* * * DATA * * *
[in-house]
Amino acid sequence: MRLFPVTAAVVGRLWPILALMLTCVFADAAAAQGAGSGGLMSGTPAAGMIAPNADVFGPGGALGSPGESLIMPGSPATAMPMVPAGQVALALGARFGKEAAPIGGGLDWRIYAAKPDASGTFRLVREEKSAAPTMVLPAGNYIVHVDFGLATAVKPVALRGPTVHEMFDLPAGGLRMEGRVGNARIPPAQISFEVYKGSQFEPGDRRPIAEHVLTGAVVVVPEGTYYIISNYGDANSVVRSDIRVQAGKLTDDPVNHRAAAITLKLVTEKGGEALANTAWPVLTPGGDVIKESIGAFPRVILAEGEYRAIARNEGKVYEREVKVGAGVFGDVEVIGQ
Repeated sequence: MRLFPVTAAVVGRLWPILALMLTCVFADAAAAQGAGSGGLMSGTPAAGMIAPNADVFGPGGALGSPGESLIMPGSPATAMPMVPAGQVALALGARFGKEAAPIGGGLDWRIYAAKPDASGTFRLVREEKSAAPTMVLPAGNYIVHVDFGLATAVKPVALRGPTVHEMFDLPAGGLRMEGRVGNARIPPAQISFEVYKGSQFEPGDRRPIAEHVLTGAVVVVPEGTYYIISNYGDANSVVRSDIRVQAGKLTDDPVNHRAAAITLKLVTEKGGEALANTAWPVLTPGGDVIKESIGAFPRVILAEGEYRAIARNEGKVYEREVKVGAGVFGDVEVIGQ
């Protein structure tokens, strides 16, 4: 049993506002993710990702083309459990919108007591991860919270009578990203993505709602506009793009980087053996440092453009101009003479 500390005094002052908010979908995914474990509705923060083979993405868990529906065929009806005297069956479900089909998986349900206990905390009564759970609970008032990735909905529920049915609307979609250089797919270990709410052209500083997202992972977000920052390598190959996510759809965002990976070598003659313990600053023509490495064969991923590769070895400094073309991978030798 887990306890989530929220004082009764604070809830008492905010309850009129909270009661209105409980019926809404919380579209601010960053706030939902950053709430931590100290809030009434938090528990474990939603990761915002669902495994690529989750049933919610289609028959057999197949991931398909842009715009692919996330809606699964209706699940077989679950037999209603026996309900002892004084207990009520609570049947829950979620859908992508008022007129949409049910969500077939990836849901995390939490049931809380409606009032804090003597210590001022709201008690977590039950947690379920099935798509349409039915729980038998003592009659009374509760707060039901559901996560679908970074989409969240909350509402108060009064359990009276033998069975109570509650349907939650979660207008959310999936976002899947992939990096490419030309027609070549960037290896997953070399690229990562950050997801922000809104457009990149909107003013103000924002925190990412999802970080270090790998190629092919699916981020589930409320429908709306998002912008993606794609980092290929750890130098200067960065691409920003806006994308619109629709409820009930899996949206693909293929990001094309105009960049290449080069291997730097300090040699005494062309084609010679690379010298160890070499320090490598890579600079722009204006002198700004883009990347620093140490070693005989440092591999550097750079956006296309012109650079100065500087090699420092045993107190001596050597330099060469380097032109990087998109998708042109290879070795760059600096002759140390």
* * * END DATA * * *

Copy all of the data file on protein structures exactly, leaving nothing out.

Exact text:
[in-house]
Amino acid sequence: MRLFPVTAAVVGRLWPILALMLTCVFADAAAAQGAGSGGLMSGTPAAGMIAPNADVFGPGGALGSPGESLIMPGSPATAMPMVPAGQVALALGARFGKEAAPIGGGLDWRIYAAKPDASGTFRLVREEKSAAPTMVLPAGNYIVHVDFGLATAVKPVALRGPTVHEMFDLPAGGLRMEGRVGNARIPPAQISFEVYKGSQFEPGDRRPIAEHVLTGAVVVVPEGTYYIISNYGDANSVVRSDIRVQAGKLTDDPVNHRAAAITLKLVTEKGGEALANTAWPVLTPGGDVIKESIGAFPRVILAEGEYRAIARNEGKVYEREVKVGAGVFGDVEVIGQ
Repeated sequence: MRLFPVTAAVVGRLWPILALMLTCVFADAAAAQGAGSGGLMSGTPAAGMIAPNADVFGPGGALGSPGESLIMPGSPATAMPMVPAGQVALALGARFGKEAAPIGGGLDWRIYAAKPDASGTFRLVREEKSAAPTMVLPAGNYIVHVDFGLATAVKPVALRGPTVHEMFDLPAGGLRMEGRVGNARIPPAQISFEVYKGSQFEPGDRRPIAEHVLTGAVVVVPEGTYYIISNYGDANSVVRSDIRVQAGKLTDDPVNHRAAAITLKLVTEKGGEALANTAWPVLTPGGDVIKESIGAFPRVILAEGEYRAIARNEGKVYEREVKVGAGVFGDVEVIGQ
């Protein structure tokens, strides 16, 4: 049993506002993710990702083309459990919108007591991860919270009578990203993505709602506009793009980087053996440092453009101009003479 500390005094002052908010979908995914474990509705923060083979993405868990529906065929009806005297069956479900089909998986349900206990905390009564759970609970008032990735909905529920049915609307979609250089797919270990709410052209500083997202992972977000920052390598190959996510759809965002990976070598003659313990600053023509490495064969991923590769070895400094073309991978030798 887990306890989530929220004082009764604070809830008492905010309850009129909270009661209105409980019926809404919380579209601010960053706030939902950053709430931590100290809030009434938090528990474990939603990761915002669902495994690529989750049933919610289609028959057999197949991931398909842009715009692919996330809606699964209706699940077989679950037999209603026996309900002892004084207990009520609570049947829950979620859908992508008022007129949409049910969500077939990836849901995390939490049931809380409606009032804090003597210590001022709201008690977590039950947690379920099935798509349409039915729980038998003592009659009374509760707060039901559901996560679908970074989409969240909350509402108060009064359990009276033998069975109570509650349907939650979660207008959310999936976002899947992939990096490419030309027609070549960037290896997953070399690229990562950050997801922000809104457009990149909107003013103000924002925190990412999802970080270090790998190629092919699916981020589930409320429908709306998002912008993606794609980092290929750890130098200067960065691409920003806006994308619109629709409820009930899996949206693909293929990001094309105009960049290449080069291997730097300090040699005494062309084609010679690379010298160890070499320090490598890579600079722009204006002198700004883009990347620093140490070693005989440092591999550097750079956006296309012109650079100065500087090699420092045993107190001596050597330099060469380097032109990087998109998708042109290879070795760059600096002759140390």